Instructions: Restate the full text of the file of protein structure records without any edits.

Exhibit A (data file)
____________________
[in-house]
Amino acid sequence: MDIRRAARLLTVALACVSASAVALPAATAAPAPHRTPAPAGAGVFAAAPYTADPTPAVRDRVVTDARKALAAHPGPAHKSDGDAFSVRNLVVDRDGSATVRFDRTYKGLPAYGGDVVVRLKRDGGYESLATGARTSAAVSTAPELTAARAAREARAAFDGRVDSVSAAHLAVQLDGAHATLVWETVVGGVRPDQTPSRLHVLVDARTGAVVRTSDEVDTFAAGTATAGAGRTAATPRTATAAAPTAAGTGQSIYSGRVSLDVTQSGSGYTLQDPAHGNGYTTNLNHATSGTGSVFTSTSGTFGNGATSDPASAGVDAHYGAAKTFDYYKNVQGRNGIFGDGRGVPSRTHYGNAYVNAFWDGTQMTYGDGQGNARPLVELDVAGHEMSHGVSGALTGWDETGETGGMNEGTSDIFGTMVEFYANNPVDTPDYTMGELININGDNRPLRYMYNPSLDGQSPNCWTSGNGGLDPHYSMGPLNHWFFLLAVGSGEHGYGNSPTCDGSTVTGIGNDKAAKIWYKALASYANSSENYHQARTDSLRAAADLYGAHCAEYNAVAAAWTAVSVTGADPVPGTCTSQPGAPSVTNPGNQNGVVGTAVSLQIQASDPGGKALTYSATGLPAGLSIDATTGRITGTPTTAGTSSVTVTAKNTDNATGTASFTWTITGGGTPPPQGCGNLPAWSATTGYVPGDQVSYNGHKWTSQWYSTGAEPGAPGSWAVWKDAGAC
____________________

[in-house]
Amino acid sequence: MDIRRAARLLTVALACVSASAVALPAATAAPAPHRTPAPAGAGVFAAAPYTADPTPAVRDRVVTDARKALAAHPGPAHKSDGDAFSVRNLVVDRDGSATVRFDRTYKGLPAYGGDVVVRLKRDGGYESLATGARTSAAVSTAPELTAARAAREARAAFDGRVDSVSAAHLAVQLDGAHATLVWETVVGGVRPDQTPSRLHVLVDARTGAVVRTSDEVDTFAAGTATAGAGRTAATPRTATAAAPTAAGTGQSIYSGRVSLDVTQSGSGYTLQDPAHGNGYTTNLNHATSGTGSVFTSTSGTFGNGATSDPASAGVDAHYGAAKTFDYYKNVQGRNGIFGDGRGVPSRTHYGNAYVNAFWDGTQMTYGDGQGNARPLVELDVAGHEMSHGVSGALTGWDETGETGGMNEGTSDIFGTMVEFYANNPVDTPDYTMGELININGDNRPLRYMYNPSLDGQSPNCWTSGNGGLDPHYSMGPLNHWFFLLAVGSGEHGYGNSPTCDGSTVTGIGNDKAAKIWYKALASYANSSENYHQARTDSLRAAADLYGAHCAEYNAVAAAWTAVSVTGADPVPGTCTSQPGAPSVTNPGNQNGVVGTAVSLQIQASDPGGKALTYSATGLPAGLSIDATTGRITGTPTTAGTSSVTVTAKNTDNATGTASFTWTITGGGTPPPQGCGNLPAWSATTGYVPGDQVSYNGHKWTSQWYSTGAEPGAPGSWAVWKDAGAC